Chicago | Reuters — Chicago Mercantile Exchange nearby live cattle contracts on Friday gained for a second straight day, guided by expectations for steady-to-higher cash prices by late Friday, traders said.
October live cattle, which expire on Oct. 31, finished 1.225 cents/lb. higher at 115.375 cents (all figures US$). Most actively traded December closed up 0.125 cent, to 120.825 cents.
So far packer bids for slaughter-ready, or cash, cattle in the U.S. Plains were $111-$112/cwt against sellers asking $116. Last week cattle fetched $110-$112 per cwt, according to the U.S. Department of Agriculture (USDA).
Cash prices might benefit from fewer animals for sale than a week ago and rising profits for packers as they charge retailers more for beef, said analysts and traders.
Some packers may be forced to pay more for supplies that might be hard to come by after feedlots moved cattle to market ahead of schedule to avoid a late fourth-quarter supply increase.
“Cattle supplies could be marginally tighter than originally anticipated in the coming months, which may support cash prices,” an analyst wrote in his newsletter to clients.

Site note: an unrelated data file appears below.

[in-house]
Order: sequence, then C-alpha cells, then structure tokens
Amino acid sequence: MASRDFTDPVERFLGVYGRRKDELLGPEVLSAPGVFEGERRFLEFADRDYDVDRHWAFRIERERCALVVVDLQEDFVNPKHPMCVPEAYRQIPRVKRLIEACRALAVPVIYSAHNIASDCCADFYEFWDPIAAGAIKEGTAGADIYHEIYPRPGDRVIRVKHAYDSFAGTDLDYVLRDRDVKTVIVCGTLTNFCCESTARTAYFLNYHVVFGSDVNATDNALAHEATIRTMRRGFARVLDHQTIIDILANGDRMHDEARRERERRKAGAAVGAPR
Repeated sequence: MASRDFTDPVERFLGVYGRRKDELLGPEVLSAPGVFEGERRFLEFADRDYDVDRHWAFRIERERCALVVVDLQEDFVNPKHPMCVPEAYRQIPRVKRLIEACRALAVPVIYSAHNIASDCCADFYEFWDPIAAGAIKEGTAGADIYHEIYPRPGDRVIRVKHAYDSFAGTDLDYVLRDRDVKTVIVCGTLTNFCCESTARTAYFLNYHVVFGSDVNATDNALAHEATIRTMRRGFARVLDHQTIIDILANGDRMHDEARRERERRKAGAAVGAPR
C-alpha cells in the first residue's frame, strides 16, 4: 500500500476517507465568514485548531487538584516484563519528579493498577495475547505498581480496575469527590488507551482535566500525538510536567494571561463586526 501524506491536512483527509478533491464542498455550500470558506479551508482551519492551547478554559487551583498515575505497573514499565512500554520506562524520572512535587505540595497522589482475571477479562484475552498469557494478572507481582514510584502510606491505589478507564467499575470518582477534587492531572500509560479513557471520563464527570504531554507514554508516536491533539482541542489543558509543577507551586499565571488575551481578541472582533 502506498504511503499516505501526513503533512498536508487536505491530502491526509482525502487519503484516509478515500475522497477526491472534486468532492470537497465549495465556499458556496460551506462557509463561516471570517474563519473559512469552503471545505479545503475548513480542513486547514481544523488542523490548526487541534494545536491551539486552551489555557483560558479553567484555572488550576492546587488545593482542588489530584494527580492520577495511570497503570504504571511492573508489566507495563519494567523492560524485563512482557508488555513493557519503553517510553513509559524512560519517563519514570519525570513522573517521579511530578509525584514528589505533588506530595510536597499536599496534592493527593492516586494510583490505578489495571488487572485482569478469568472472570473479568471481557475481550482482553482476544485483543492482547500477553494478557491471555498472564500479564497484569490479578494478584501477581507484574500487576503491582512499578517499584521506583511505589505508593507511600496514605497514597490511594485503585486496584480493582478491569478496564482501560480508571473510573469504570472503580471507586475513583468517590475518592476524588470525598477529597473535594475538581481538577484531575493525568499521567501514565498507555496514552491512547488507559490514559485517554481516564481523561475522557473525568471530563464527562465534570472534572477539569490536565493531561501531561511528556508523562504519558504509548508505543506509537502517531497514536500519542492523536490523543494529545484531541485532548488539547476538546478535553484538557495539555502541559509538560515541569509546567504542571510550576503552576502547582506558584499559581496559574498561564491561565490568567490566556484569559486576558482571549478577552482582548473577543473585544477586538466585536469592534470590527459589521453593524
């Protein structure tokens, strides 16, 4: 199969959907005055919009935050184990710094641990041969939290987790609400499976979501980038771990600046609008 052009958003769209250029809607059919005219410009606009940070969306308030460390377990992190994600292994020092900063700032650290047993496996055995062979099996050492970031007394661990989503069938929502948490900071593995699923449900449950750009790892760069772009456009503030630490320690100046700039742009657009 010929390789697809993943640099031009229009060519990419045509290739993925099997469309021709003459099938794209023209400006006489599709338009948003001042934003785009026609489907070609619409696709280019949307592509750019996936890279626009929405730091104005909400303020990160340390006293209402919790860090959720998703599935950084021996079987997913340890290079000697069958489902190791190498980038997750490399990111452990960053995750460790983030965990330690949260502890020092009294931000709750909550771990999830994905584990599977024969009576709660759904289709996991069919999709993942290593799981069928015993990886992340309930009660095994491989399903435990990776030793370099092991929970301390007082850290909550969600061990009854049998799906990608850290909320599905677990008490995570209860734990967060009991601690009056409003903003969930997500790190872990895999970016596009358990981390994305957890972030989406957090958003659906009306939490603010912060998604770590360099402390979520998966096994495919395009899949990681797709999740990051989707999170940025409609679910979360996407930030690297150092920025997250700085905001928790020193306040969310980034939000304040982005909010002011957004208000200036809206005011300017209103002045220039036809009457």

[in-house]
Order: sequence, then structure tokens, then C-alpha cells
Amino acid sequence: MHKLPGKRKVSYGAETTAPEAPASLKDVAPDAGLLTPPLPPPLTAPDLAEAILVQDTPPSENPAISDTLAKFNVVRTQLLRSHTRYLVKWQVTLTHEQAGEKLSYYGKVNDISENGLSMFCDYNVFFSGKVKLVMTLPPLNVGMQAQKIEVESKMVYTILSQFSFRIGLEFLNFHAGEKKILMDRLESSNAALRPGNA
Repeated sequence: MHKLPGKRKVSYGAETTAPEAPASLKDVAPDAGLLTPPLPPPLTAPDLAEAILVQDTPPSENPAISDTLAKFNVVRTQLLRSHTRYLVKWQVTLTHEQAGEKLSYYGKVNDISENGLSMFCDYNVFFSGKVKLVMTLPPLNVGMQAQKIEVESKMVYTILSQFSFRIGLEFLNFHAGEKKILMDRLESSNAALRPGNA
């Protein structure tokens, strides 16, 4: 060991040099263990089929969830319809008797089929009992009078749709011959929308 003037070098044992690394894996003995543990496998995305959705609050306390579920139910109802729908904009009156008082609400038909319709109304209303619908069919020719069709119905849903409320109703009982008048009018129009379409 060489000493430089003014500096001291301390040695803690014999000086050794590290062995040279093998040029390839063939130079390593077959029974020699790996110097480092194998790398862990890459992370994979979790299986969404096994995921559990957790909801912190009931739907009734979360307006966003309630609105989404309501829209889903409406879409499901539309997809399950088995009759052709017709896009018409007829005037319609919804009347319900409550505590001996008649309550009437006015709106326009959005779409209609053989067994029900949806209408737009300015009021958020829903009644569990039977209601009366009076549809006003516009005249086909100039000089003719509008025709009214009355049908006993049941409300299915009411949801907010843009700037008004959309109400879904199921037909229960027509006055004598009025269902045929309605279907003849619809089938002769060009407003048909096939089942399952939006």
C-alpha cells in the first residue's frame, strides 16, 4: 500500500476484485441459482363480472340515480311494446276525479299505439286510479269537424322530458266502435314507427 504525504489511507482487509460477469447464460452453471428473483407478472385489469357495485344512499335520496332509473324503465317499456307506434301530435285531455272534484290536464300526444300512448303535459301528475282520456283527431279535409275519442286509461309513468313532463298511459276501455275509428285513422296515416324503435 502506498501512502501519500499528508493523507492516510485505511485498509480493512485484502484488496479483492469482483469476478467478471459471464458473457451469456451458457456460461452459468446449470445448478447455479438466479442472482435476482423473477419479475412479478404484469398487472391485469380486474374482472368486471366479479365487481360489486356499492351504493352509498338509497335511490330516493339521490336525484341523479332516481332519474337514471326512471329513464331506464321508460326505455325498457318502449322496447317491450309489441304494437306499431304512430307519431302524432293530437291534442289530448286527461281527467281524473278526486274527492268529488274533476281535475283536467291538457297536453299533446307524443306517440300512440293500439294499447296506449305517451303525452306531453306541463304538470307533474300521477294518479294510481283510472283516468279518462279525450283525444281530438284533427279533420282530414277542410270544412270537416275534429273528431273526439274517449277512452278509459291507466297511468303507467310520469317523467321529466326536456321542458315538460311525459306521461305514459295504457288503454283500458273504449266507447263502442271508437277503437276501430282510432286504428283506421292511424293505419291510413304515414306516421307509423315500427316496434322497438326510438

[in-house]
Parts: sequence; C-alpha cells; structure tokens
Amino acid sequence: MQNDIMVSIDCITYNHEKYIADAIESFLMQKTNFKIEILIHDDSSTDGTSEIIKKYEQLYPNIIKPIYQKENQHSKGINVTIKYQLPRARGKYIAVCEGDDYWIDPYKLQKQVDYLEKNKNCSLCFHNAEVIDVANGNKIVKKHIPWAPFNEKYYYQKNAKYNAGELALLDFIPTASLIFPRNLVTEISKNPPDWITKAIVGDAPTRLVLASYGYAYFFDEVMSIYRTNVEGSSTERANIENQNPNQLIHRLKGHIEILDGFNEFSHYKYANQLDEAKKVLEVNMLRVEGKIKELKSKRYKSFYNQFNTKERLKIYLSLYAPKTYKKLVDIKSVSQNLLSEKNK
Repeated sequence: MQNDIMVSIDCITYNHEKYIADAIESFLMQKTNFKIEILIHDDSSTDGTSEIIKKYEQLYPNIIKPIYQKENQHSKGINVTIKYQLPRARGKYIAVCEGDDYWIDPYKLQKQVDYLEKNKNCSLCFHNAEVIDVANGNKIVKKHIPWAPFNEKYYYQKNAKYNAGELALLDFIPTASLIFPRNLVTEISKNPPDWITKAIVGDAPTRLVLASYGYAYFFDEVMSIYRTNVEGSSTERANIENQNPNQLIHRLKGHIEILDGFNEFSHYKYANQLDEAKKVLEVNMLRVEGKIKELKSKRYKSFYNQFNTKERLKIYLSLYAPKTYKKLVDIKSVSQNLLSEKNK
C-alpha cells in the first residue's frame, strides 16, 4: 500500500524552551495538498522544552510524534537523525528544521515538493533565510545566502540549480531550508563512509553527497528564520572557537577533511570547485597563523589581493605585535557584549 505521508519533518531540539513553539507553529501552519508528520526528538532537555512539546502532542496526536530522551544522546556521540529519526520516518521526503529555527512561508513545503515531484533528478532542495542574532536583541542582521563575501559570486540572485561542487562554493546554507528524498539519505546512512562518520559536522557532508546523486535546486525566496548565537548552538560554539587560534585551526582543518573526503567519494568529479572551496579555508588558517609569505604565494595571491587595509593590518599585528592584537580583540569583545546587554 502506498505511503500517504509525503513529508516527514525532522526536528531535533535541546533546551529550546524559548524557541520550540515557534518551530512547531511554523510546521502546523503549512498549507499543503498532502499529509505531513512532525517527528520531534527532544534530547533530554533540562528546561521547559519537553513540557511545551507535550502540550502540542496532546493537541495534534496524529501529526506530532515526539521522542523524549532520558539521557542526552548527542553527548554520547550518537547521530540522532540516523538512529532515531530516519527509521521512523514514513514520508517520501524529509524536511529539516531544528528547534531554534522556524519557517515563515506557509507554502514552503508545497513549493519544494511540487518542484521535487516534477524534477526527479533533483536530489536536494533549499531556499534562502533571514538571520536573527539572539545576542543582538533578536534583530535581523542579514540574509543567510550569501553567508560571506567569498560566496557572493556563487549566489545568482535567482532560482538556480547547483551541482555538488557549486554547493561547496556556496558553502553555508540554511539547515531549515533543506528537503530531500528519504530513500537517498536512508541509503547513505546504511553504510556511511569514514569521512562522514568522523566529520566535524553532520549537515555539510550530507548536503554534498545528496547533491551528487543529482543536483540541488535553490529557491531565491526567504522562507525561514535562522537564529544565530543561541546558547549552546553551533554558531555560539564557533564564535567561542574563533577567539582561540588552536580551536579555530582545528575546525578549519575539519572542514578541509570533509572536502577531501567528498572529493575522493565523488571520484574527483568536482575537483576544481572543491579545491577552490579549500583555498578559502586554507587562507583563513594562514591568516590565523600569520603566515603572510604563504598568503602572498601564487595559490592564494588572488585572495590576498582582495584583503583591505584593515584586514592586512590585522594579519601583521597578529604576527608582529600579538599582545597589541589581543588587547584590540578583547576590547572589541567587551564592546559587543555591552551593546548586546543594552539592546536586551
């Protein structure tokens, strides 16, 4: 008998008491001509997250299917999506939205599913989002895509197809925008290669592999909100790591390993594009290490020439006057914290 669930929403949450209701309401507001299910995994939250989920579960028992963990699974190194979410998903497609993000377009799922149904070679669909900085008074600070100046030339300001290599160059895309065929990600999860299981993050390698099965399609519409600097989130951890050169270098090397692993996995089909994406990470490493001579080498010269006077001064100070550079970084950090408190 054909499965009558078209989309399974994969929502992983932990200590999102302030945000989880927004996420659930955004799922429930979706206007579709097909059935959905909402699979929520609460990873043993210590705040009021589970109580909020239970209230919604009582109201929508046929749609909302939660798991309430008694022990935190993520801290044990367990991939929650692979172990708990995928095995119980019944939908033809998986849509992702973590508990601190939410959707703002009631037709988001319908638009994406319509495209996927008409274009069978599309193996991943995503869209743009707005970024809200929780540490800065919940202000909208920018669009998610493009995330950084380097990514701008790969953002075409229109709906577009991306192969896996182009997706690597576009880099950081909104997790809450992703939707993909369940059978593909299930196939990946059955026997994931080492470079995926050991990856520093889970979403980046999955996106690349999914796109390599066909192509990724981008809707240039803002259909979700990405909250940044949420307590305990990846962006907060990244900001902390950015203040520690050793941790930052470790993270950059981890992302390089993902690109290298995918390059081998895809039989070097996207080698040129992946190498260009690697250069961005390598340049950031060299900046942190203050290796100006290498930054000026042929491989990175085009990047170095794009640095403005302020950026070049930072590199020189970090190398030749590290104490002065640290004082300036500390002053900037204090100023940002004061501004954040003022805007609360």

On Friday, USDA projected this week’s cattle slaughter down 12,000 head from last week.
Profit-taking and deferred-month live cattle futures weakness undercut CME feeder cattle.
November feeder cattle closed down 0.7 cent, to 156.475 cents.
Hog futures slip
CME lean hogs were pressured by softer cash prices and profit-taking after three days of gains, said traders.
December hogs ended 0.6 cent/lb. lower at 64.45 cents, and February closed down 0.275 cent to 70.25 cents.
Packers this week reined in cash spending after consistently bidding up for hogs in recent weeks to maintain market share, which trimmed their margins.
The cash market had an impressive rally the past three to four weeks, “so I think it’s probably time we take a little breather,” a Midwest hog merchant said.
He said that so far an early-winter storm in parts of Minnesota and Iowa has not hampered transportation of hogs to packing plants in the region.
Market participants are keeping tabs on pork demand as National Pork Month winds down, which would allow grocers a chance to promote beef and chicken, said traders and analysts.
They said U.S. Thanksgiving and Christmas holiday ham business, and end users storing pork bellies for spring and summer bacon demand, will largely influence wholesale pork prices over the next several weeks.
— Theopolis Waters reports on livestock markets for Reuters from Chicago.